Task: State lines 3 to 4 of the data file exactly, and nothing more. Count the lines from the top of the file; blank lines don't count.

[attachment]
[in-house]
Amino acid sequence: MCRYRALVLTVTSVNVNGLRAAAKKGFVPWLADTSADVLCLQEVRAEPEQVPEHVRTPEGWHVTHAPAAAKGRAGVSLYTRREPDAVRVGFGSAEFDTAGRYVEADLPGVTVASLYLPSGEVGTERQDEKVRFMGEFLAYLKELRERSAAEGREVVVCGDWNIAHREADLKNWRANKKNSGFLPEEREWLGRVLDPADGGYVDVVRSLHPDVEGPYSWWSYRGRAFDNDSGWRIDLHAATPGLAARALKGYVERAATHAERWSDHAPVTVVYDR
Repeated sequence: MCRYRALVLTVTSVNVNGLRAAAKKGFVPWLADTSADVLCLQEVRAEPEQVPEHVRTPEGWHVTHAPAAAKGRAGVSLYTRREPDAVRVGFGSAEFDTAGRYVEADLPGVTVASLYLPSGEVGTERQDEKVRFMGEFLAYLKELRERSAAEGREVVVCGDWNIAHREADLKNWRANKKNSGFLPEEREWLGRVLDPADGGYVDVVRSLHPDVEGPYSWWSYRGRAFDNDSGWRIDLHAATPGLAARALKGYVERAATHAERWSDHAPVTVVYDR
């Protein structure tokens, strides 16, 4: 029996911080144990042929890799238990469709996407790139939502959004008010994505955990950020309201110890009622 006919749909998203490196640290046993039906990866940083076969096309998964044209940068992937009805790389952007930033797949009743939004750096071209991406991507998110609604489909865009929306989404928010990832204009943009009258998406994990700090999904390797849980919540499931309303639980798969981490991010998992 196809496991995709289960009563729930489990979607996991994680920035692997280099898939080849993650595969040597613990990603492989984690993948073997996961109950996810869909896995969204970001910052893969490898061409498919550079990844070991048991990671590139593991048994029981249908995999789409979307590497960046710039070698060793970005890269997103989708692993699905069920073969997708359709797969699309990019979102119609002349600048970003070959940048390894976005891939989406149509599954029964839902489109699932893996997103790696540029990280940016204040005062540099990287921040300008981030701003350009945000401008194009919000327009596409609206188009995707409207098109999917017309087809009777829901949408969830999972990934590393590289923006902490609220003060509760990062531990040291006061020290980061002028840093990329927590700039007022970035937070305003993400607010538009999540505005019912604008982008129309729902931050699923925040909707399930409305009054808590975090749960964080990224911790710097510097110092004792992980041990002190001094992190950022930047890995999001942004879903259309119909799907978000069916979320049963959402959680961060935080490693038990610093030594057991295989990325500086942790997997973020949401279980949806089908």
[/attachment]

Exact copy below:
Repeated sequence: MCRYRALVLTVTSVNVNGLRAAAKKGFVPWLADTSADVLCLQEVRAEPEQVPEHVRTPEGWHVTHAPAAAKGRAGVSLYTRREPDAVRVGFGSAEFDTAGRYVEADLPGVTVASLYLPSGEVGTERQDEKVRFMGEFLAYLKELRERSAAEGREVVVCGDWNIAHREADLKNWRANKKNSGFLPEEREWLGRVLDPADGGYVDVVRSLHPDVEGPYSWWSYRGRAFDNDSGWRIDLHAATPGLAARALKGYVERAATHAERWSDHAPVTVVYDR
């Protein structure tokens, strides 16, 4: 029996911080144990042929890799238990469709996407790139939502959004008010994505955990950020309201110890009622 006919749909998203490196640290046993039906990866940083076969096309998964044209940068992937009805790389952007930033797949009743939004750096071209991406991507998110609604489909865009929306989404928010990832204009943009009258998406994990700090999904390797849980919540499931309303639980798969981490991010998992 196809496991995709289960009563729930489990979607996991994680920035692997280099898939080849993650595969040597613990990603492989984690993948073997996961109950996810869909896995969204970001910052893969490898061409498919550079990844070991048991990671590139593991048994029981249908995999789409979307590497960046710039070698060793970005890269997103989708692993699905069920073969997708359709797969699309990019979102119609002349600048970003070959940048390894976005891939989406149509599954029964839902489109699932893996997103790696540029990280940016204040005062540099990287921040300008981030701003350009945000401008194009919000327009596409609206188009995707409207098109999917017309087809009777829901949408969830999972990934590393590289923006902490609220003060509760990062531990040291006061020290980061002028840093990329927590700039007022970035937070305003993400607010538009999540505005019912604008982008129309729902931050699923925040909707399930409305009054808590975090749960964080990224911790710097510097110092004792992980041990002190001094992190950022930047890995999001942004879903259309119909799907978000069916979320049963959402959680961060935080490693038990610093030594057991295989990325500086942790997997973020949401279980949806089908």